What Is the Statute of Limitations on Debt?

Learn about time-barred debts and when the statute of limitations runs for different types of debts.

If you owe money to a creditor for a credit card, loan, or other debt, and you default on that debt, the creditor has a limited amount of time to sue you. This is called the statute of limitations.

When Does the Statute of Limitations Period Start?

The time limit for a particular statute of limitations starts to run from the time that the agreement is breached. Usually that means:

  • when you stop making payments
  • cause insurance to lapse on collateral, or
  • some other significant act or omission occurs that puts the ball back in the creditor's court to enforce the agreement.

Statutes of Limitations for Various Types of Debts

The amount of time a creditor has to sue you depends on the type of debt you have and your state law.

Written Contracts

Many states categorize the following as "written contracts" for the purpose of the statute of limitations:

  • promissory notes
  • credit card agreements (with exceptions, see below for more on this), or
  • other written loan agreements.

Whatever your state's law sets as a statute of limitations for written contracts will usually apply to any written credit agreement with your creditor. For example, in Ohio, the statute of limitations to sue for breach of a written contract is eight years from the date of the breach. In New Hampshire, it is only three years.

Oral Agreements

If you made a promise to pay but did not put it in writing, or if a creditor claims that you owe money based on a verbal agreement, then most states will apply a different statute of limitations. The statutes of limitations for oral agreements are either shorter than the time limit for written contracts (most states) or the same time limit (all other states).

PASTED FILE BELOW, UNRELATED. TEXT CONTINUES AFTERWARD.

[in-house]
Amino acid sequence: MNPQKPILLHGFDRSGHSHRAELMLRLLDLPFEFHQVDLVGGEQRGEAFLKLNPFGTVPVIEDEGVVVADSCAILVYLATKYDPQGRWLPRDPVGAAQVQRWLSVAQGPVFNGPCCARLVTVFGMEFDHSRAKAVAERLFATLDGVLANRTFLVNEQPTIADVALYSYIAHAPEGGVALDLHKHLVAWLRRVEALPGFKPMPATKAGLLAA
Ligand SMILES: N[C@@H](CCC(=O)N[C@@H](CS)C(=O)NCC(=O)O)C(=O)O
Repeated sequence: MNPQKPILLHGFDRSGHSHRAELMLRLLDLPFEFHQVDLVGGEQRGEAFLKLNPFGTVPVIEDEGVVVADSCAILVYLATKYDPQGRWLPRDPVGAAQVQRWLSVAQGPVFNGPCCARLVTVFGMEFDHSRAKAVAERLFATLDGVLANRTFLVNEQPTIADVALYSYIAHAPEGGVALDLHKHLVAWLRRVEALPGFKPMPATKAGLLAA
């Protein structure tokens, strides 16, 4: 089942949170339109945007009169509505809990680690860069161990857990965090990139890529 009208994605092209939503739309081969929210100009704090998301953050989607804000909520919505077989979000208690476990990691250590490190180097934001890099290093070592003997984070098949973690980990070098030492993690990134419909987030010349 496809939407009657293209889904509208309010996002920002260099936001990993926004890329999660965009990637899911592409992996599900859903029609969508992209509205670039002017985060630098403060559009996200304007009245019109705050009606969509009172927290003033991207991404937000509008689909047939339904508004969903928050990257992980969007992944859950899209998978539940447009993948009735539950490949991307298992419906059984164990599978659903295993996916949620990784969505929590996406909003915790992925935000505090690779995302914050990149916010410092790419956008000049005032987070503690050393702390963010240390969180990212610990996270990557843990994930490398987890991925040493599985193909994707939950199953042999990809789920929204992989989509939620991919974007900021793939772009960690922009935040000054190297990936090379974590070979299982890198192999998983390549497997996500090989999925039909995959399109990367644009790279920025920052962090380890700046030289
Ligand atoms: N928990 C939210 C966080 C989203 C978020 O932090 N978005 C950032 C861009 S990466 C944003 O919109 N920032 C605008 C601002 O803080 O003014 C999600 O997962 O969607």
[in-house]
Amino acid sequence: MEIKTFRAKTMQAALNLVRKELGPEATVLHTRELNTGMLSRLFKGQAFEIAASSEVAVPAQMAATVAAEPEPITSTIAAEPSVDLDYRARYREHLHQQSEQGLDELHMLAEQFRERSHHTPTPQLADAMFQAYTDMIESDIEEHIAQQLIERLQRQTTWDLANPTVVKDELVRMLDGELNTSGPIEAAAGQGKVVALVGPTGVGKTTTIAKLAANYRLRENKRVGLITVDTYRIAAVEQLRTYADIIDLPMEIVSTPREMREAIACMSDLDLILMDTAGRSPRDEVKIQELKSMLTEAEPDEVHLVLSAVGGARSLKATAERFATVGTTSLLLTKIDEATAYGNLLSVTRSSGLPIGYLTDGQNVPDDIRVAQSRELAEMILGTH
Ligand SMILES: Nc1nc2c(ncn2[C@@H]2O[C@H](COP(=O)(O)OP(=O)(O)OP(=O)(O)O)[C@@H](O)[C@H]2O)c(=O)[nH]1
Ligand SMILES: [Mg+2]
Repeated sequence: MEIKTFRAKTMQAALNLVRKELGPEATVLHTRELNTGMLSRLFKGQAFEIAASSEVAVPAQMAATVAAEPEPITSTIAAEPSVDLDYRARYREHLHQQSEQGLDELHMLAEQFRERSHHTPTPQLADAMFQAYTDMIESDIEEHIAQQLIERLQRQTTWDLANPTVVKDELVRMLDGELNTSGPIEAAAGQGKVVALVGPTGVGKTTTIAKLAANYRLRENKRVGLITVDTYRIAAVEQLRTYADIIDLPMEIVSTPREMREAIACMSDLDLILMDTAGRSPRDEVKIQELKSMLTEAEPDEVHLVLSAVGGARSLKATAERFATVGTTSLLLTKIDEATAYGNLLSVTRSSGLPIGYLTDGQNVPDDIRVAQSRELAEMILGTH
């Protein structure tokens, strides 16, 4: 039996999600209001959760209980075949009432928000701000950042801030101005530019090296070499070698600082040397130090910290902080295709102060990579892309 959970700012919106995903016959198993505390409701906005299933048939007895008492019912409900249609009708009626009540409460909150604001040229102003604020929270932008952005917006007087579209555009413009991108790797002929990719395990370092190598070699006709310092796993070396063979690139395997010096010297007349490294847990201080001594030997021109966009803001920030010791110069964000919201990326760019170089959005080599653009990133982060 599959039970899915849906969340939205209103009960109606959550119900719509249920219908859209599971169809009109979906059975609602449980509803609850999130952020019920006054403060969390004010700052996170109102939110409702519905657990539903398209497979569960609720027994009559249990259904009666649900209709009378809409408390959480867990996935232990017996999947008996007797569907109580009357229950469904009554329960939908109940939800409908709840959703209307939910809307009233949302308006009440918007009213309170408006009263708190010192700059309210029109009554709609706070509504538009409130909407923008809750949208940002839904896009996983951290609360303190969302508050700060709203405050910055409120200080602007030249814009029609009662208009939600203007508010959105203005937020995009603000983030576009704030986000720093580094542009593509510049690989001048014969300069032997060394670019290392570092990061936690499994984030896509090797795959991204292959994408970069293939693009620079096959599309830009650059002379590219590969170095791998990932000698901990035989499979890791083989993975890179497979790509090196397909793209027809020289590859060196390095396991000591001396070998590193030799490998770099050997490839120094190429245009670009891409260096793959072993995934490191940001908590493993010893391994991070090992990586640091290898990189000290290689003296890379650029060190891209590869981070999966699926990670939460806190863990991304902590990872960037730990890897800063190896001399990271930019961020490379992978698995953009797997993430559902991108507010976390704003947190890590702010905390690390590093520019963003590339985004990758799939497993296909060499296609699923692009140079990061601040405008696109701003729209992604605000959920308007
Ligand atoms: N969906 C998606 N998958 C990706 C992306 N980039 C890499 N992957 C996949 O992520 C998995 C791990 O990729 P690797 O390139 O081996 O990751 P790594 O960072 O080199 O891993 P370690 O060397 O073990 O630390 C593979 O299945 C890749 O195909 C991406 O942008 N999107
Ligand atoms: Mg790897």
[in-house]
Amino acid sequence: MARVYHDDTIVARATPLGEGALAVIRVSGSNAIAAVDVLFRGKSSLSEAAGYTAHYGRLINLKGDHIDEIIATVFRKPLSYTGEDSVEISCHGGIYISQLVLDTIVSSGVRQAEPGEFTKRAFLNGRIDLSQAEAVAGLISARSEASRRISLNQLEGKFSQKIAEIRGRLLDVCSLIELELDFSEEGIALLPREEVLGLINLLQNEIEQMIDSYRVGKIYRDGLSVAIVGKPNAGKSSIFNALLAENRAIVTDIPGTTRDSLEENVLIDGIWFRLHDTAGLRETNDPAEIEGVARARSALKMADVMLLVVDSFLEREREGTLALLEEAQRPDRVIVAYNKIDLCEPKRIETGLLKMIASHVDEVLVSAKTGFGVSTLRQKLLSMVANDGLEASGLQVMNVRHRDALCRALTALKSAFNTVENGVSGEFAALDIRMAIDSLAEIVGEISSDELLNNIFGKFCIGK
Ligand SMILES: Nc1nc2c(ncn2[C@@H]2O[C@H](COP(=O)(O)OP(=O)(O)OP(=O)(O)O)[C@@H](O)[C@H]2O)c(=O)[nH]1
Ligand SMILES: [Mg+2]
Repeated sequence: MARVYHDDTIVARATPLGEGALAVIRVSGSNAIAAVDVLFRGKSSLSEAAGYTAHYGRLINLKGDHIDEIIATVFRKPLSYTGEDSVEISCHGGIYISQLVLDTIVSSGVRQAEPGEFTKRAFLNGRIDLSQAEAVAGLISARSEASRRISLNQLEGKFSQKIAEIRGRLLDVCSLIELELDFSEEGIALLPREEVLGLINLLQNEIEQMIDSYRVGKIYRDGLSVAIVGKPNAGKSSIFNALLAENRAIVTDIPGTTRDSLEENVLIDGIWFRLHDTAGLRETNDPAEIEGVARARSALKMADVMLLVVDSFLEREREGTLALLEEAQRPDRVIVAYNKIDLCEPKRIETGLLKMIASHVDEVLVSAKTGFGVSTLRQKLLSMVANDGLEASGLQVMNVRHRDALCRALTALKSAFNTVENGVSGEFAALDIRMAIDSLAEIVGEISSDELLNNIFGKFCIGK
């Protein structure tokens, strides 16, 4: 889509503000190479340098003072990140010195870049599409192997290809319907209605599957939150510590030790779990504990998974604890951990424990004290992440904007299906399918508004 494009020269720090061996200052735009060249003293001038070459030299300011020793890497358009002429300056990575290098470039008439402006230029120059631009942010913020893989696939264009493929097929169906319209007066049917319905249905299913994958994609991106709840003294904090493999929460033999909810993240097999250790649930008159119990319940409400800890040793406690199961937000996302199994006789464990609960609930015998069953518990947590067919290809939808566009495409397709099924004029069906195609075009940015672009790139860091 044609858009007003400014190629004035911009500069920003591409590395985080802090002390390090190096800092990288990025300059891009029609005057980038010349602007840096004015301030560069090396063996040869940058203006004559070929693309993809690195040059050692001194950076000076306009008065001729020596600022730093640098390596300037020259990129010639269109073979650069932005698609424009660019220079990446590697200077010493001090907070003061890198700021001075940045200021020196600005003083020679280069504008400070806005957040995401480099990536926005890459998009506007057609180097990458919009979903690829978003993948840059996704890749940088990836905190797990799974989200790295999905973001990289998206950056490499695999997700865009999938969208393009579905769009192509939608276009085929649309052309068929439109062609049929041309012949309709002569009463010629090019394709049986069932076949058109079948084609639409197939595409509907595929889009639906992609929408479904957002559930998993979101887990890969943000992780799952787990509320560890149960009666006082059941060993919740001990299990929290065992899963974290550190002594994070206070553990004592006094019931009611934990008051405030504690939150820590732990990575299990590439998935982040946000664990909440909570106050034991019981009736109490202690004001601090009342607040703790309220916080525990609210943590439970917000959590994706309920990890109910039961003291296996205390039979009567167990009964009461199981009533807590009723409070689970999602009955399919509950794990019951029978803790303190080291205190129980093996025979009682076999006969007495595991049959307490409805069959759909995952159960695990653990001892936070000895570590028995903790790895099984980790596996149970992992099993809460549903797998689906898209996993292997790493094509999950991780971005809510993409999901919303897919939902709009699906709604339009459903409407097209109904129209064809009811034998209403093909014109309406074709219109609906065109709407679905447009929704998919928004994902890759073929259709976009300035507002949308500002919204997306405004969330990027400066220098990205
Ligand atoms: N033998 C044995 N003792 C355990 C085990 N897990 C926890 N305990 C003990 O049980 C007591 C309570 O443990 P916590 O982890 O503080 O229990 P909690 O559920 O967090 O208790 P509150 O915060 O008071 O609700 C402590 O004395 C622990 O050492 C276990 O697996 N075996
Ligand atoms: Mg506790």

Open Accounts (Credit Cards)

Some states distinguish credit cards from standard "written contracts" and instead classify them as open-ended or revolving accounts. In those cases, the statute of limitations may be different. They are usually shorter than the time limits for written contracts. However, some states give creditors (especially credit card companies) the option of treating the credit account as a written contract, thus extending the statute of limitations even further.

For more information on open-ended accounts, see Nolo's article Time Barred Debts: When Creditors Cannot Sue You for Unpaid Debts.

Installment Contracts

If you enter into an installment payment agreement directly with a retailer, then a different statute of limitations may apply, depending on the state you live in. A retail installment agreement is different from a credit card in that the creditor is the store that sold you the goods, as opposed to a third party bank financing your purchase. You pay the purchase price directly to the seller over time. Usually, the statute of limitations, if applicable, is much shorter than the time limit for written contracts.

Mortgage Foreclosure

The time period within which a mortgage lender can foreclose on your home may be different than the time period for other written contracts. For example, in Ohio, banks are allowed up to 21 years to file a foreclosure action on a mortgage loan default.

Mortgage Loan Deficiency

If you owe a deficiency balance on a mortgage after foreclosure, the usual statute of limitations for enforcement of a deficiency judgment may be shortened. In some states, a mortgage lender cannot sue you at all for the deficiency owed on your home mortgage loan (Arizona, for example).

You can find the statutes of limitation for various types of contracts in each of the 50 states on Nolo.com. Check out Nolo's article Statutes of Limitation in all 50 States.

A Creditor May Sue You After the Statute of Limitations Period Has Run

Just because the statute of limitations has expired doesn't mean a creditor won't sue you. If it does sue you, you'll have to raise the statute of limitations as a defense. If you don't, the creditor may be able to get a judgment against you on an otherwise unenforceable debt.

Laws are constantly changing in this area. If you are sued, you should research your state's statutes of limitations or consult with a local attorney.

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